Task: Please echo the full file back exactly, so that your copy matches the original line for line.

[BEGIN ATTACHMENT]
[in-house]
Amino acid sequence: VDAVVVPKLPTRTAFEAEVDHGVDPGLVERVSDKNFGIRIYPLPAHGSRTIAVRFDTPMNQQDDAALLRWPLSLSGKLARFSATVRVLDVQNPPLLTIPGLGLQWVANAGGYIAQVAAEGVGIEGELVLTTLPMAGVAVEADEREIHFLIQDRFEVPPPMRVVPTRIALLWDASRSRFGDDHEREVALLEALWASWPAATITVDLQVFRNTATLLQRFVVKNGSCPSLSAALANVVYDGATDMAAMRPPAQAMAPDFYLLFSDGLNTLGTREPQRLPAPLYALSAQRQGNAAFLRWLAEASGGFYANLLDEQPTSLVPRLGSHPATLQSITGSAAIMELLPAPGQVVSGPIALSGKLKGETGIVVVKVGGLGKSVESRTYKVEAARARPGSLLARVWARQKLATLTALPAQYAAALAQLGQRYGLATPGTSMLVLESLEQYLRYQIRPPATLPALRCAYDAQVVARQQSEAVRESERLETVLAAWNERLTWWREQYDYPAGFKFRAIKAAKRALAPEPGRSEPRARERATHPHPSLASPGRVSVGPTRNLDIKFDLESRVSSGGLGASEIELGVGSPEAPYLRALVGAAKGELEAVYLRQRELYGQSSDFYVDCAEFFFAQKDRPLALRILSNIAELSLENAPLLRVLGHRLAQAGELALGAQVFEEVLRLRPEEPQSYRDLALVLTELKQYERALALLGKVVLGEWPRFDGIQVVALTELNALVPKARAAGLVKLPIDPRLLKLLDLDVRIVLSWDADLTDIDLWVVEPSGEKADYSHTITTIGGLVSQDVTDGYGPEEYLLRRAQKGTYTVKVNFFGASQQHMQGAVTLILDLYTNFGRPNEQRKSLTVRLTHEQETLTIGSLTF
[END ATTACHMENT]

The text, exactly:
[in-house]
Amino acid sequence: VDAVVVPKLPTRTAFEAEVDHGVDPGLVERVSDKNFGIRIYPLPAHGSRTIAVRFDTPMNQQDDAALLRWPLSLSGKLARFSATVRVLDVQNPPLLTIPGLGLQWVANAGGYIAQVAAEGVGIEGELVLTTLPMAGVAVEADEREIHFLIQDRFEVPPPMRVVPTRIALLWDASRSRFGDDHEREVALLEALWASWPAATITVDLQVFRNTATLLQRFVVKNGSCPSLSAALANVVYDGATDMAAMRPPAQAMAPDFYLLFSDGLNTLGTREPQRLPAPLYALSAQRQGNAAFLRWLAEASGGFYANLLDEQPTSLVPRLGSHPATLQSITGSAAIMELLPAPGQVVSGPIALSGKLKGETGIVVVKVGGLGKSVESRTYKVEAARARPGSLLARVWARQKLATLTALPAQYAAALAQLGQRYGLATPGTSMLVLESLEQYLRYQIRPPATLPALRCAYDAQVVARQQSEAVRESERLETVLAAWNERLTWWREQYDYPAGFKFRAIKAAKRALAPEPGRSEPRARERATHPHPSLASPGRVSVGPTRNLDIKFDLESRVSSGGLGASEIELGVGSPEAPYLRALVGAAKGELEAVYLRQRELYGQSSDFYVDCAEFFFAQKDRPLALRILSNIAELSLENAPLLRVLGHRLAQAGELALGAQVFEEVLRLRPEEPQSYRDLALVLTELKQYERALALLGKVVLGEWPRFDGIQVVALTELNALVPKARAAGLVKLPIDPRLLKLLDLDVRIVLSWDADLTDIDLWVVEPSGEKADYSHTITTIGGLVSQDVTDGYGPEEYLLRRAQKGTYTVKVNFFGASQQHMQGAVTLILDLYTNFGRPNEQRKSLTVRLTHEQETLTIGSLTF